Onboarding a new board member is much like interviewing a new employee for a job. How do you intend to weed out the good from the bad? The people you place into leadership roles are a direct reflection of your community, so choose wisely. As a leading Tampa HOA management company, we want to share five important questions you should be asking prospective board members.
1. DO YOU UNDERSTAND AND COMPLY WITH OUR GOVERNING DOCUMENTS?
Governing documents are extremely important and something that Tampa HOA management companies can assist you with administratively. Because your governing documents guide the association, it’s crucial that all members understand and abide by them. Members should be educated on the following:
– Covenants, Conditions, and Restrictions (CC&R)
– Articles of incorporation
– Community plans
2. ARE YOU COMFORTABLE MAKING HARD DECISIONS?
There will be times where board members have to come together to make tough decisions like increasing fees for example. Is the potential member ok with being unpopular at times? They need to be able to think critically and do what benefits the community even if means making some people unhappy.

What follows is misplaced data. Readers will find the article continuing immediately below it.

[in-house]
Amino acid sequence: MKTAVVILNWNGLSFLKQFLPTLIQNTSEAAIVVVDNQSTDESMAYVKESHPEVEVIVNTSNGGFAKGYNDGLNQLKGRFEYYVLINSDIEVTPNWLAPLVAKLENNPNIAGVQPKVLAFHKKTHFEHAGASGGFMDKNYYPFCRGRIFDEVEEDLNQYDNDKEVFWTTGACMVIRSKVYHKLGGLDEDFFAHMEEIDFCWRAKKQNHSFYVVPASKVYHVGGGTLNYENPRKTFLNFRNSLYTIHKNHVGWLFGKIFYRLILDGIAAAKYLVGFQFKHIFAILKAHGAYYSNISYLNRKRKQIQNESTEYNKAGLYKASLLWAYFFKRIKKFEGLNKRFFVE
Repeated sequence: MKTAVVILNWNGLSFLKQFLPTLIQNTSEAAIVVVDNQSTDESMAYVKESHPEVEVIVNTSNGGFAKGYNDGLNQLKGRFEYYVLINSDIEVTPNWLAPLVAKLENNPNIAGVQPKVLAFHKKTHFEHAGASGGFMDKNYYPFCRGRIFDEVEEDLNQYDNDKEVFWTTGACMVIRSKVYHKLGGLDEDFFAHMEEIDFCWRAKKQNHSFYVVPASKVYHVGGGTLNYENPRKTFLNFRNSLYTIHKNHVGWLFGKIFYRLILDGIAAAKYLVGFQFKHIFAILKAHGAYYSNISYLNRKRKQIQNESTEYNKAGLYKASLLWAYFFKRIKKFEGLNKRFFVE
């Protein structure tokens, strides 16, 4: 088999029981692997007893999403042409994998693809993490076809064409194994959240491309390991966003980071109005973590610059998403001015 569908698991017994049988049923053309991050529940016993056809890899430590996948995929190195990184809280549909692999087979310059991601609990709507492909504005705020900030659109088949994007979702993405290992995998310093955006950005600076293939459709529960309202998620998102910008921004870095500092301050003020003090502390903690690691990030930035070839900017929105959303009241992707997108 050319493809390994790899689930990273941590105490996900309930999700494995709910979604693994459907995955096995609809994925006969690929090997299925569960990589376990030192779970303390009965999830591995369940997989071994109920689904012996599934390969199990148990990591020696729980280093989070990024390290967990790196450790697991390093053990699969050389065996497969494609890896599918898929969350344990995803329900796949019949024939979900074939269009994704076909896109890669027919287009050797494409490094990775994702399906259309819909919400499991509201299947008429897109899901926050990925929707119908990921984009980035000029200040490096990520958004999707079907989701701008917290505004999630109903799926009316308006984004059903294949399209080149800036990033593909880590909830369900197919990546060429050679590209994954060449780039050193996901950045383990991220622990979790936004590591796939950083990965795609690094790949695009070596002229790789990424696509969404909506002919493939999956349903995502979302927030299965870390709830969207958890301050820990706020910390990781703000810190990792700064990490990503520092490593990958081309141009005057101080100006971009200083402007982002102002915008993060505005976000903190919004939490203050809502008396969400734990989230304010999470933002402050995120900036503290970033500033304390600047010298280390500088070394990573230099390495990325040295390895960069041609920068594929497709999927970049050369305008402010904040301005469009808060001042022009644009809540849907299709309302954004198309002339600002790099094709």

3. CAN YOU COMMIT TO THE REQUIREMENTS OF THE ROLE?
Taking a board leadership role requires time, dedication, and resources. Make great strides to educate potential recruits about the expectations and requirements of the role. If they are juggling various responsibilities in other areas of their life, discuss how their existing responsibilities will affect their ability to meet the needs of the HOA board.
4. ARE YOU A TEAM PLAYER?
An HOA board is not a dictatorship. Homeowners trust board members to look out for the best interest of the community as a whole, not the board member’s own interest. Board members must be unbiased, carry their own weight, and align with the vision of the board and community even when it doesn’t suit their personal desire.
5. IN WHAT WAYS CAN YOU ENHANCE OUR BOARD?
Becoming a board member is about serving others with a unified goal in mind for the community. However, each member will possess strengths, talents, and interest that benefit the community as a whole. Prospective members should be ready to discuss what they bring to the table and how they are an asset and not a liability to the community.
For information, please call us at (813) 968-5665, or submit our proposal request form.